March 2015

Unique 1943-S Steel Cent Detached Zinc Reverse Platting
Post date: Tuesday, March 17, 2015 - 11:47

One of the more curious error coins we recently purchased at the Portland ANA National Money Show is a PCGS 1943-S steel cent with it’s reverse zinc coating having detached from the steel cent’s reverse. The zinc detached coating is a solid piece of metal, and weighs an incredible 0.0005 grains. It is struck normally on one side, and the other is an incuse mirror brockage of the reverse design. I discussed this coin with others, and it is apparently the only example of it’s type know, with not even a similar example existing. Is another out there? Probably somewhere, but there can’t be more than a few since we’ve never even heard a rumor of one existing until this coin came on the market. 


Zinc planchets are made of steel and have a platting of zinc added to protect them from rusting (which obviously only helped a little since rusty steel cents are common.) What caused that zinc platting to not bond properly is impossible to determine, but guessing, it could’ve been a thin layer of grease or some similar product. A lot of time, when I come across a coin like this I just have to wait until something else appears on the market which will help explain this coin’s story. Perhaps a steel cent planchet with a missing zinc layer on one side (that would be neat!), or a coin struck on a partially unplanted zinc planchet. This coin is intriguing, and I am looking forward to seeing if anymore similar pieces exist. Do you have something similar? E-mail me at


ANA National Money Show Report
Post date: Friday, March 13, 2015 - 11:31



Coin Show Report

Portland ANA National Money Show

March 5-7, 2015


“The coin market is slow.”  That was the frequent comment given by non-error dealers at the show. There isn’t as much dealer-to-dealer activity (wholesale business) going on, and the retail market is generally slow were what most dealers we talked to were saying. Apparently the economy, an abundance of major auctions draining dealer’s cash, and bullion prices dropping all are contributing to a general slow down in the coin market. However, despite the slow down, most non-error dealers seemed to be having a half-way decent show, with enough transactions to make it “worthwhile” for them. 


From our own observations, the show was fairly well attended, especially on saturday when lots of people came in (there was no admission fee on saturday.) There was also a noticeable increase in coin collectors saturday, with far more people walking the bourse floor than had been there thursday or friday (which had been populated mostly by dealers and a small number of serious collectors.) All spring ANA’s are slow, but at the same time we’ve always done well at them. There are just enough dealers and serious collectors to make it worthwhile.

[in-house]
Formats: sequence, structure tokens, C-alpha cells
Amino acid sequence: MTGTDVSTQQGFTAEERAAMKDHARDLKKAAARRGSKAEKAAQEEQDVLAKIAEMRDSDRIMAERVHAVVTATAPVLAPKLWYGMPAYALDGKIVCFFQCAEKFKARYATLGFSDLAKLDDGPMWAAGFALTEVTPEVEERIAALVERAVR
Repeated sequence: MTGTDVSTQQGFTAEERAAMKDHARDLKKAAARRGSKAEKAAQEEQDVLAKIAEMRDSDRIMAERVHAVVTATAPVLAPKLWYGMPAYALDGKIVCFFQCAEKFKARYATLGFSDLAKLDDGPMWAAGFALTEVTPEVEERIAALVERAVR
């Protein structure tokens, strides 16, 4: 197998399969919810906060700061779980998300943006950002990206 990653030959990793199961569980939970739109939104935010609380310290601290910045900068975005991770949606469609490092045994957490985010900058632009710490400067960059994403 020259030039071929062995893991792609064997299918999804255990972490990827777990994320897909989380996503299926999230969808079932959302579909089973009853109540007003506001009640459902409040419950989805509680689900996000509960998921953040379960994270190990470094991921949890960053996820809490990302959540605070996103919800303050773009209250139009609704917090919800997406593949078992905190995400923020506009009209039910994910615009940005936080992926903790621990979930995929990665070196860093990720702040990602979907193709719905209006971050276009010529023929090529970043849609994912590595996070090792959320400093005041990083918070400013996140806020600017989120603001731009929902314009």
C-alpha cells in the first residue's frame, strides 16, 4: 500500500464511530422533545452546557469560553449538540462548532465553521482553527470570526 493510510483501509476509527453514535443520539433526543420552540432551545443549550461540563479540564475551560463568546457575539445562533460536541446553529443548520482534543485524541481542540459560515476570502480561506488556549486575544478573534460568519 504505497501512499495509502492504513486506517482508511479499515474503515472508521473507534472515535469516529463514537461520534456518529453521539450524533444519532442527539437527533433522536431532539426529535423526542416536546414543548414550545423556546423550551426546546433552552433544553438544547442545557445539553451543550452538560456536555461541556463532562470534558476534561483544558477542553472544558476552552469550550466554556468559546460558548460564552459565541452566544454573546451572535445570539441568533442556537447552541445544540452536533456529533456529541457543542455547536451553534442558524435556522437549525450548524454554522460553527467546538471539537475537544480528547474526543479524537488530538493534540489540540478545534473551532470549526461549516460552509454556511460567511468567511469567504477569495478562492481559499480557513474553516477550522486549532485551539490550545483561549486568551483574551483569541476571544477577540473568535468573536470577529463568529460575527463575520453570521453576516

The error coin market seems to be slower, but still quite active. We sold a respectable number of coins, and also purchased enough coins to make it well-worth the trip. A few coins came in which where on our clients’ want lists, and also we picked up the typical common errors along with some really nice error coins, including:








Other error people we talked to seemed to be having a fairly good show, with a good amount of selling going on. This is always good news since we all want to see the error hobby continue to grow. After all, it would be a pretty lonely hobby if only a few of us were collecting (although we’d be able to have incredible and inexpensive collections, so maybe it would be a good thing!)  Markets go up, and markets go down, and as long as you’re enjoying the hobby and buying quality error coins, you will end up with a great collection and have a lot of fun doing it, and that’s what the hobby is all about after all—having a collection you enjoy and having fun building it. Of course the eventual sale of the collection is something to keep in mind, but the best collections are the ones built by true collectors who bought quality coins and held them for decades. They seem to always make a tidy profit when they sell.


Buying error coins online is great (we have a website, so of course we think so!), but don’t neglect attending coin shows as well. There is a lot of fun in seeing coins in-hand, and being able to “talk errors” with other collectors and dealers at shows. Many of the most knowledgable individuals never write any articles or books, and unless you talk to them in person, you will never learn what they know. The best error coin shows in our opinion are the ones listed in our “coin shows” list (we’re attending them since we think they’re the best for errors), but also the Long Beach show isn’t bad either (we don’t attend because it’s on the other side of the country.)


The next big show is the Baltimore show March 26-29th. We will be set up all week at table #346. If you’re able to attend (and you should if you live nearby—it’s a really good show!) stop by and say hi, and to look at one of the best selections of errors to be found anywhere.